I see no lack of financial sophistication in the non-profit sector. I do, however, see a lack of risk-taking, which can sometimes be misinterpreted as unsophistication when compared with the for-profit world. It’s a shame this mentality is so pervasive because of the importance and urgency of the work that so many non-profits do. Many icons of industry have biographies filled with risky expansion, leverage, false starts and failures. We need to de-stigmatize failure in the non-profit sector and adopt that same boldness which has led to so many of the biggest successes in the commercial world.
It becomes increasingly obvious to me the longer I am in this space that philanthropy must change just as much, if not more, than nonprofits. And perhaps change is on the horizon, particularly with some key debates happening in the philanthropic world lately.
The biggest of which this month was the showdown between Bill Schambra and Paul Brest (among others) about whether philanthropy should be “strategic.” Add to that the on-going discussion Peter Buffett started last month about philanthropy as “conscience laundering,” and the growing drum beat against the nonprofit overhead ratio, and August was a mind-opening (I hope) month in the world of social innovation.
Below is my list of the 10 best reads in the world of social innovation in August. But please add to the list in the comments.
As always, the 10 Great Reads lists from past months are here.
- First up, Crystal Hayling offers some great advice for new philanthropists, but I would say her advice translates to experienced philanthropists as well. If we want to get better at solving social problems, we have to raise the bar on philanthropy.
- The big debate this month was about how “strategic” philanthropy should be, whether the best philanthropy comes from a community or scientific approach. Bill Schambra, from the Hudson Institute, and Hewlett folk Paul Brest and Larry Kramer went back and forth and back, and of course others chimed in. For me, the most thoughtful response was from Scott Walter. It was an interesting debate, but I think at the end of the day they are saying roughly the same thing, with which I heartily agree, philanthropy has to get better at actually solving problems.
- As I mentioned last month, Peter Buffett wrote a highly provocative rant against philanthropy in July. And this month the debate raged on with some very interesting counterpoints from nonprofit leader Dan Cardinali here and from Nandita Batheja on the Idealist blog here. Buffett’s piece is certainly doing what any good writing should, provoking people to question their assumptions and think in new ways, even if they don’t fully agree.
- Adding to his growing opus, Bill Shore again argues that nonprofits must get bolder in their social change goals. This time Darell Hammond from KaBOOM! and Amy Celep from Community Wealth Partners join in. But Phil Buchanan at the Center for Effective Philathropy doesn’t heartily agree.
- More and more data points to the fact that women are becoming a major philanthropic force. It will be interesting to see how they change the face of philanthropy as we know it.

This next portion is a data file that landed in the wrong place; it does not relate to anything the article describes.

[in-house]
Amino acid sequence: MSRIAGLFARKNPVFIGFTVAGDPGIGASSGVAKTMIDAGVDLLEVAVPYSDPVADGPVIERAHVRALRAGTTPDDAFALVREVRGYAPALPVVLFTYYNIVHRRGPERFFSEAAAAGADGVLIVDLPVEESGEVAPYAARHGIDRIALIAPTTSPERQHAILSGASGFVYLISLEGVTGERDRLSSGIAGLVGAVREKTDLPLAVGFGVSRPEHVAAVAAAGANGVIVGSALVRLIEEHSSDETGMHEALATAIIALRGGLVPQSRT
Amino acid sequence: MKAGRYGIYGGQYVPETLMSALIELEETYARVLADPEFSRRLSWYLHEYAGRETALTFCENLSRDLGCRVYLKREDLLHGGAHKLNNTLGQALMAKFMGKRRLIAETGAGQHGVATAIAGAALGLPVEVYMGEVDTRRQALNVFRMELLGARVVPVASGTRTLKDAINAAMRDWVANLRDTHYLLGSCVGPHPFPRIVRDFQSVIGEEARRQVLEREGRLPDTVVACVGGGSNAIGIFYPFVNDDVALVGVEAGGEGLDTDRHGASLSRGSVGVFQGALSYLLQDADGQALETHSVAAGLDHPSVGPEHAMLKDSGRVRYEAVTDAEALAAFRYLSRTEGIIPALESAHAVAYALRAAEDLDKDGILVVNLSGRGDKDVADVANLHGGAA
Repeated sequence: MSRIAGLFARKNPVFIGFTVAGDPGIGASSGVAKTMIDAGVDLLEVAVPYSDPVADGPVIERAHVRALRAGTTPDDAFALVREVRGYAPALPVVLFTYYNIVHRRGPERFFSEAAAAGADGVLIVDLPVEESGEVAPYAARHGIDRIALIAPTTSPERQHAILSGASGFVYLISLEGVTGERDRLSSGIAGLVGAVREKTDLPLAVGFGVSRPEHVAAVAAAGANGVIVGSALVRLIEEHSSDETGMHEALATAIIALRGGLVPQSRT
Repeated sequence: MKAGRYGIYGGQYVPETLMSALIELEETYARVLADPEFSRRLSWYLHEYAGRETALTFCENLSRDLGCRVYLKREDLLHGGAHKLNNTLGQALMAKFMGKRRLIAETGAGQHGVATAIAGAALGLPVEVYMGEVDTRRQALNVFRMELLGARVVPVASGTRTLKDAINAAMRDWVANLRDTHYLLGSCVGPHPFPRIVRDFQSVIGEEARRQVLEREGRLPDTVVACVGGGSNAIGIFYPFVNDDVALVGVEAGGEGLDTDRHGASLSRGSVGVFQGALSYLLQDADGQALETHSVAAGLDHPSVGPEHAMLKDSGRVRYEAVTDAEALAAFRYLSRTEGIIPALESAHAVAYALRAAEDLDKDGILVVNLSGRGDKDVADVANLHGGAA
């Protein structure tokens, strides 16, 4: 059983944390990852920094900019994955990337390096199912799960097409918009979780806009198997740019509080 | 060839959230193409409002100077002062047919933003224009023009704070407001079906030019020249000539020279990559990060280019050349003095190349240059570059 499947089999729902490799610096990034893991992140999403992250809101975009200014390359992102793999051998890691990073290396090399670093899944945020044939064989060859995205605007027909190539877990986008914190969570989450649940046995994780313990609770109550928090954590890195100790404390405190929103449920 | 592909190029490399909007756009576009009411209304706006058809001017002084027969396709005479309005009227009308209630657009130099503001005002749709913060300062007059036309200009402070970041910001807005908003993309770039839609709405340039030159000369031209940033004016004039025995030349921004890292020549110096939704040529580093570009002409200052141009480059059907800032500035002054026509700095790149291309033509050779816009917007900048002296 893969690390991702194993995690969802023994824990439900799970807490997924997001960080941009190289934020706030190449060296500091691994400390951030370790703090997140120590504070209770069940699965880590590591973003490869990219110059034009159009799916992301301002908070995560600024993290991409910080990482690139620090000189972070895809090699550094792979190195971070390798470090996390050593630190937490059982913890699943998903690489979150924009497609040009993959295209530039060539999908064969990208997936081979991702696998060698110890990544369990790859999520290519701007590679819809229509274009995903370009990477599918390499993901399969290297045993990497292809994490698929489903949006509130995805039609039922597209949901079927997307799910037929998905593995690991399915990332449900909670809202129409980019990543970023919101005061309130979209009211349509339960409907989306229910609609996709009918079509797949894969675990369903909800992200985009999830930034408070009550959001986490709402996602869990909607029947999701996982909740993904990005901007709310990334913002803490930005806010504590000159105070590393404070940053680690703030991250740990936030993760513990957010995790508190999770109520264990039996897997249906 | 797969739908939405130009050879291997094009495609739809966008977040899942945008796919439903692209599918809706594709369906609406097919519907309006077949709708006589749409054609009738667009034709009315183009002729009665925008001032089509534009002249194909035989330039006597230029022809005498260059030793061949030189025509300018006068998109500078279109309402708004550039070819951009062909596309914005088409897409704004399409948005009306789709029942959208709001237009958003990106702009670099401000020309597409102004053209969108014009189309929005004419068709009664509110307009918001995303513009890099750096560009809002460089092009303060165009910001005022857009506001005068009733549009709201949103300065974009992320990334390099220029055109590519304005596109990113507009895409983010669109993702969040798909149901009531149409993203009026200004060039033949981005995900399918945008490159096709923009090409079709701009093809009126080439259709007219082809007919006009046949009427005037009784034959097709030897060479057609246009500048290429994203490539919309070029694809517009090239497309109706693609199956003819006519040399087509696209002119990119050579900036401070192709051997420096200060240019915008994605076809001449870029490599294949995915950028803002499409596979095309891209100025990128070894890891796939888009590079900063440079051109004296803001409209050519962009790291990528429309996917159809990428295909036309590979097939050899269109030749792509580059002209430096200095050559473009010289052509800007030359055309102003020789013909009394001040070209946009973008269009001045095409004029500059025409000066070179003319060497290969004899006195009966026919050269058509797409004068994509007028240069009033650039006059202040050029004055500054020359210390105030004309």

- It’s always important to get a different perspective, and Brian Mittendorf at the Counting Charity blog provides a really interesting counterpoint analysis to recent concerns about the Clinton Foundation’s financial management.
- I have to admit it, I LOVE a good contrarian, and Arik Hesseldahl is one this month with his great post suggesting that there may be too much hype around Big Data (the idea that the enormous amount of data now available could yield tremendous improvements to the world as we know it). Although he is talking about Big Data’s promise for business and government, there is an equal amount of hype around what Big Data can do to solve social problems. As with everything, there is no magic bullet, so we would do well to understand Big Data’s limitations.
- There is much work to be done bringing the “old” world of philanthropy together with the “new” world of impact investing, so I love to see the two at work together, like Nonprofit Finance Fund’s new project helping the Maine Community Foundation launch an impact investing program.
- And then there was something completely different. If we are to ensure that the next generation cares as much, if not more, about fixing social issues, we must raise compassionate children, which gets harder to do in an increasingly segmented society. Perla Ni offers 5 ways to Raise a Compassionate Child In the Age of Entitlement.
- And lest we forget why we do this social change work, April Greene from Idealist reminds us.
Photo credit: ouzo-portokali
There is a lot of talk lately about how the world is changing thanks to the Millennials, the demographic force of people born between 1981 and 2000 who promise to fundamentally change the world as we know it.
But what I continue to wonder is whether Millennials will fundamentally shift how money flows to social change.
Here are the shifts I wonder if Millennials will help us make:
More Social Change Money
Will a significantly greater amount of money begin flowing to organizations that are working on positive social change? For the past four decades only about 2% of the U.S. Gross Domestic Product has gone to philanthropy. That’s a pretty big trend to buck. Millennials stand to enjoy the largest wealth transfer in America history. Will more of that money flow to philanthropy? Will Millennials be able to move the needle on the 2% and find ways to funnel more money to social change?